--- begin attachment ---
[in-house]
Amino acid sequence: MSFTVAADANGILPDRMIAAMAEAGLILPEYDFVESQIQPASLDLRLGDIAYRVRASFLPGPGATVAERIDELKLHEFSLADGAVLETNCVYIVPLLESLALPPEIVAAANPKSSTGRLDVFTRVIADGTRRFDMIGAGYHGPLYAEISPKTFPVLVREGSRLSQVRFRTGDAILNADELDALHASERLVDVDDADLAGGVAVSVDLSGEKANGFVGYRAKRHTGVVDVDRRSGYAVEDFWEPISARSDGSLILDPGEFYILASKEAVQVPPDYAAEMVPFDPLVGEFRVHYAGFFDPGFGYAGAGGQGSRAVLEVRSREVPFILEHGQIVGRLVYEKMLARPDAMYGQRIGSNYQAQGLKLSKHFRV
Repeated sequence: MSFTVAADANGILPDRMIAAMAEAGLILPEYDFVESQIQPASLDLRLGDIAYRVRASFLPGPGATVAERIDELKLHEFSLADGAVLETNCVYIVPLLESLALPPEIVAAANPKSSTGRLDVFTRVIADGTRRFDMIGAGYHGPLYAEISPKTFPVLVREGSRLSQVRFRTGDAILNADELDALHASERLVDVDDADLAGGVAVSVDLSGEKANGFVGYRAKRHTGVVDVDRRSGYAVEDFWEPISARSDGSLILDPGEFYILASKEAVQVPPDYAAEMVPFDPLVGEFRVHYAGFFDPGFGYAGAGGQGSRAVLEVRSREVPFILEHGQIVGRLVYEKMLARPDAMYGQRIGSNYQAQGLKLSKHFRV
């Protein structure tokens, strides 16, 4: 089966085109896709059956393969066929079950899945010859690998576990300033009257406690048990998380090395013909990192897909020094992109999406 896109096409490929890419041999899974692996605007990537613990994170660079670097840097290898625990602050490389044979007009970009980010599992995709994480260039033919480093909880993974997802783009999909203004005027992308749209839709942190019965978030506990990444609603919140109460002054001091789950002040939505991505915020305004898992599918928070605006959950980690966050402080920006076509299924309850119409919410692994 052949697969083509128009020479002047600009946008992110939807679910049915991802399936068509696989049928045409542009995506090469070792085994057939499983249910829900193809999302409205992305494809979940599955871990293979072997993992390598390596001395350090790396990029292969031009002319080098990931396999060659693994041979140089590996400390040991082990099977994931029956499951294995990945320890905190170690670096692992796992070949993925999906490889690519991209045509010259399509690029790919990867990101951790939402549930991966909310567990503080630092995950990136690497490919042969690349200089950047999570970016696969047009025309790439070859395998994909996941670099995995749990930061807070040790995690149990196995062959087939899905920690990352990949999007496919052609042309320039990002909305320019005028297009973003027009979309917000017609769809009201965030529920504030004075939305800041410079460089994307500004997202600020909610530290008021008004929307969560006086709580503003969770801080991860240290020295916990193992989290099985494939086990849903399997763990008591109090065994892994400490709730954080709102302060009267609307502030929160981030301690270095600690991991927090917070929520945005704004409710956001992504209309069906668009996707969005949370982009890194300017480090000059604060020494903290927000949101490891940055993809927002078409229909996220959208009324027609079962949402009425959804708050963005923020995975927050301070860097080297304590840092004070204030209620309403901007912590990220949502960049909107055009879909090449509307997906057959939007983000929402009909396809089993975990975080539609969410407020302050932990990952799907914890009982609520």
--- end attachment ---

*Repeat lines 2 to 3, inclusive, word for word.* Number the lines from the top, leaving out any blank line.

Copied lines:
Amino acid sequence: MSFTVAADANGILPDRMIAAMAEAGLILPEYDFVESQIQPASLDLRLGDIAYRVRASFLPGPGATVAERIDELKLHEFSLADGAVLETNCVYIVPLLESLALPPEIVAAANPKSSTGRLDVFTRVIADGTRRFDMIGAGYHGPLYAEISPKTFPVLVREGSRLSQVRFRTGDAILNADELDALHASERLVDVDDADLAGGVAVSVDLSGEKANGFVGYRAKRHTGVVDVDRRSGYAVEDFWEPISARSDGSLILDPGEFYILASKEAVQVPPDYAAEMVPFDPLVGEFRVHYAGFFDPGFGYAGAGGQGSRAVLEVRSREVPFILEHGQIVGRLVYEKMLARPDAMYGQRIGSNYQAQGLKLSKHFRV
Repeated sequence: MSFTVAADANGILPDRMIAAMAEAGLILPEYDFVESQIQPASLDLRLGDIAYRVRASFLPGPGATVAERIDELKLHEFSLADGAVLETNCVYIVPLLESLALPPEIVAAANPKSSTGRLDVFTRVIADGTRRFDMIGAGYHGPLYAEISPKTFPVLVREGSRLSQVRFRTGDAILNADELDALHASERLVDVDDADLAGGVAVSVDLSGEKANGFVGYRAKRHTGVVDVDRRSGYAVEDFWEPISARSDGSLILDPGEFYILASKEAVQVPPDYAAEMVPFDPLVGEFRVHYAGFFDPGFGYAGAGGQGSRAVLEVRSREVPFILEHGQIVGRLVYEKMLARPDAMYGQRIGSNYQAQGLKLSKHFRV